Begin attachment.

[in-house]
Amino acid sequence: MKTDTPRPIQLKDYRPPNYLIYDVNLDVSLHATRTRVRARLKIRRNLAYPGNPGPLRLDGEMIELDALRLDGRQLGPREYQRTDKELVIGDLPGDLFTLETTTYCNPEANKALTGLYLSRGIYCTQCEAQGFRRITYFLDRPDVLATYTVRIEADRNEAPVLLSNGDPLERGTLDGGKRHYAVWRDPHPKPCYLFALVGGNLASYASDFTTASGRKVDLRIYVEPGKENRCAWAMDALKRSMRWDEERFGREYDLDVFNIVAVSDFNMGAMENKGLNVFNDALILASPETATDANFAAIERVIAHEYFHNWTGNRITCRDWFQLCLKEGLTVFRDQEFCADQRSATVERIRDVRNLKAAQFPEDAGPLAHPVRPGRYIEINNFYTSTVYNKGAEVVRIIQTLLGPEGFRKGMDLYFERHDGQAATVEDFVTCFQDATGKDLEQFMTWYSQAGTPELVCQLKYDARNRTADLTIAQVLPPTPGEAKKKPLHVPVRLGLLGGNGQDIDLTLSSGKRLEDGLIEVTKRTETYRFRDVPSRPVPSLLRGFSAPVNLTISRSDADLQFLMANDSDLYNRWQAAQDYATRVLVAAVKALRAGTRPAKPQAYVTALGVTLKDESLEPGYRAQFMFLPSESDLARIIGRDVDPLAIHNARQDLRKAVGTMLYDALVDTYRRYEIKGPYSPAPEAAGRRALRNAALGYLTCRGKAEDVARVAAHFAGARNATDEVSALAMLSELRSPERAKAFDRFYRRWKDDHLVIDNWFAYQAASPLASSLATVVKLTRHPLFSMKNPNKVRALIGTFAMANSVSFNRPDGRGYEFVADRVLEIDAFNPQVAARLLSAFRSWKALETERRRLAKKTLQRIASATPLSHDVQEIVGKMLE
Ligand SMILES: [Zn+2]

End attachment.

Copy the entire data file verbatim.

[in-house]
Amino acid sequence: MKTDTPRPIQLKDYRPPNYLIYDVNLDVSLHATRTRVRARLKIRRNLAYPGNPGPLRLDGEMIELDALRLDGRQLGPREYQRTDKELVIGDLPGDLFTLETTTYCNPEANKALTGLYLSRGIYCTQCEAQGFRRITYFLDRPDVLATYTVRIEADRNEAPVLLSNGDPLERGTLDGGKRHYAVWRDPHPKPCYLFALVGGNLASYASDFTTASGRKVDLRIYVEPGKENRCAWAMDALKRSMRWDEERFGREYDLDVFNIVAVSDFNMGAMENKGLNVFNDALILASPETATDANFAAIERVIAHEYFHNWTGNRITCRDWFQLCLKEGLTVFRDQEFCADQRSATVERIRDVRNLKAAQFPEDAGPLAHPVRPGRYIEINNFYTSTVYNKGAEVVRIIQTLLGPEGFRKGMDLYFERHDGQAATVEDFVTCFQDATGKDLEQFMTWYSQAGTPELVCQLKYDARNRTADLTIAQVLPPTPGEAKKKPLHVPVRLGLLGGNGQDIDLTLSSGKRLEDGLIEVTKRTETYRFRDVPSRPVPSLLRGFSAPVNLTISRSDADLQFLMANDSDLYNRWQAAQDYATRVLVAAVKALRAGTRPAKPQAYVTALGVTLKDESLEPGYRAQFMFLPSESDLARIIGRDVDPLAIHNARQDLRKAVGTMLYDALVDTYRRYEIKGPYSPAPEAAGRRALRNAALGYLTCRGKAEDVARVAAHFAGARNATDEVSALAMLSELRSPERAKAFDRFYRRWKDDHLVIDNWFAYQAASPLASSLATVVKLTRHPLFSMKNPNKVRALIGTFAMANSVSFNRPDGRGYEFVADRVLEIDAFNPQVAARLLSAFRSWKALETERRRLAKKTLQRIASATPLSHDVQEIVGKMLE
Ligand SMILES: [Zn+2]